There have been a flurry of news reports in the past few days about the possibility that one day soon humans will be capable of living up to 1,000 years.
It's certainly true that the average life expectancy has risen dramatically in the past 100 years: in 1901 life expectancy for newborn babies was 45 for boys and 49 for girls. By 2000 life expectancy was 75 and 80 respectively.
However much of this improvement has come from large reductions in infant mortality due to better living conditions and access to medicine, and not because of any fundamental change in how humans age. There are in fact many reliable reports of long life spans throughout history: Plato (80 years), Augustus (76 years), Pope Celestine III (91 years), Isaac Newton (84 years). The ancient Greek philosopher Democritus of Abdera is reputed to have lived to the age of 109.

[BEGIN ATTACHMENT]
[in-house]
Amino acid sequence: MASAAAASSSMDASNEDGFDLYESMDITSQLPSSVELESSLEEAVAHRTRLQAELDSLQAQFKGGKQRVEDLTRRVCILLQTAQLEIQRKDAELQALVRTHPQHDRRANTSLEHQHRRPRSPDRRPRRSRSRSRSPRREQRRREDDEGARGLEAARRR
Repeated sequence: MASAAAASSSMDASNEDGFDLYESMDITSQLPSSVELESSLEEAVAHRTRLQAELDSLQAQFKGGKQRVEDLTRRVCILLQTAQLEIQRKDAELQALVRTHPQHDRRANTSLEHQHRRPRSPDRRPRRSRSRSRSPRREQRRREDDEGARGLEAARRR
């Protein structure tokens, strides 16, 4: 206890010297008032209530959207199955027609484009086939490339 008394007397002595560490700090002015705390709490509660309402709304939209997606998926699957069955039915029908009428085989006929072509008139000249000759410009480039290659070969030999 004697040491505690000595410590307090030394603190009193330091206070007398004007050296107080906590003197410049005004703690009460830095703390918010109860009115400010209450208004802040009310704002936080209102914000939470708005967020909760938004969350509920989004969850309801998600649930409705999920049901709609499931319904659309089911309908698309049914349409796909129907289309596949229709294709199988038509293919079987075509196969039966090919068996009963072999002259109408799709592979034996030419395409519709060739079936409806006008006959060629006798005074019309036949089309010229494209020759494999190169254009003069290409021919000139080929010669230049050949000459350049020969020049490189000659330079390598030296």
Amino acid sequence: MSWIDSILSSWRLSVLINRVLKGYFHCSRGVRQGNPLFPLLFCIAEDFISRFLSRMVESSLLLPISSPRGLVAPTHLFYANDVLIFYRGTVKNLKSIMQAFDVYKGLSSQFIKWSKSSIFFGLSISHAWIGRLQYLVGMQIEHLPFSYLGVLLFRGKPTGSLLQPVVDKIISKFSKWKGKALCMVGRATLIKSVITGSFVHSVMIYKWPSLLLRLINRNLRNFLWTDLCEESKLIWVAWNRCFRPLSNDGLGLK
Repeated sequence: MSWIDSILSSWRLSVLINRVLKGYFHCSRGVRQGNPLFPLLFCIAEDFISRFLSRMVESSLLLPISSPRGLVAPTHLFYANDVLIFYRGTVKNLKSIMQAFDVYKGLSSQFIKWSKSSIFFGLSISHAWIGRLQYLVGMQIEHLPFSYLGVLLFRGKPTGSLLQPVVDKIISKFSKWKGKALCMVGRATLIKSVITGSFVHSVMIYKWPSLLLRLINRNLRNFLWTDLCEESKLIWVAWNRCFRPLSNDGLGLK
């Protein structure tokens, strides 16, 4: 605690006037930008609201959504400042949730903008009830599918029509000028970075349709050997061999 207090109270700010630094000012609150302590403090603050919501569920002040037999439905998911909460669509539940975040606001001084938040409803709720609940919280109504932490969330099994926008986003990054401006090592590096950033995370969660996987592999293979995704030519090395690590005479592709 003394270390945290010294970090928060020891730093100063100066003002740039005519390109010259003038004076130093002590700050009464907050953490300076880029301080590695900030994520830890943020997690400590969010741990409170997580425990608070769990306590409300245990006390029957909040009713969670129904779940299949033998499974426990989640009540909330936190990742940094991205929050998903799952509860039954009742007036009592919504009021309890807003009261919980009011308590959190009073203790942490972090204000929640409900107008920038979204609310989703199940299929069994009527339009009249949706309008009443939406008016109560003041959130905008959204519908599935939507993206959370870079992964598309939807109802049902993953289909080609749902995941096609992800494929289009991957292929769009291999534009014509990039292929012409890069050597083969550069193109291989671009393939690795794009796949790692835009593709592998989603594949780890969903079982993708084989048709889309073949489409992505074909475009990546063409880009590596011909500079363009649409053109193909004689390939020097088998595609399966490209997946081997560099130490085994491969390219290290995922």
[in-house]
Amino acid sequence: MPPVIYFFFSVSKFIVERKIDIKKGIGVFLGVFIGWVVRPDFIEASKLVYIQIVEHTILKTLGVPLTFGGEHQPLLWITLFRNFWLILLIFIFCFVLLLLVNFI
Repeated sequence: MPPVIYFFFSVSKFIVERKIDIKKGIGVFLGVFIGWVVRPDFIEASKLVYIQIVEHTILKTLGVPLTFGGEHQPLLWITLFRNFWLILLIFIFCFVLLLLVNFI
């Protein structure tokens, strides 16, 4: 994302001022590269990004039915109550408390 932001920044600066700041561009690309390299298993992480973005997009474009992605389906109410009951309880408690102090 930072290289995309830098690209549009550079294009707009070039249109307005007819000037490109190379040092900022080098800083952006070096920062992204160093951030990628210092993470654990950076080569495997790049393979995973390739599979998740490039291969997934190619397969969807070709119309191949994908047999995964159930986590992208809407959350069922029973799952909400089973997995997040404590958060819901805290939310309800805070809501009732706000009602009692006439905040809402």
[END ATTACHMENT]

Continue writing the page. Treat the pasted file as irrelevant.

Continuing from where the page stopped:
Indeed the maximum life span for humans has not really changed throughout human history; remaining around 115-120 years. The oldest-ever person was a French woman, Jeanne Calment, who lived 122.5 years (1875-1997).
It seems that with a healthy diet and regular exercise most people in the developed world today can expect to live somewhere between 70-90 years, with a small number living to or past 100 years. But claims of massively increased life spans in the near future are no more than pure speculation.
And, anyway, isn't quality of life more important than quantity?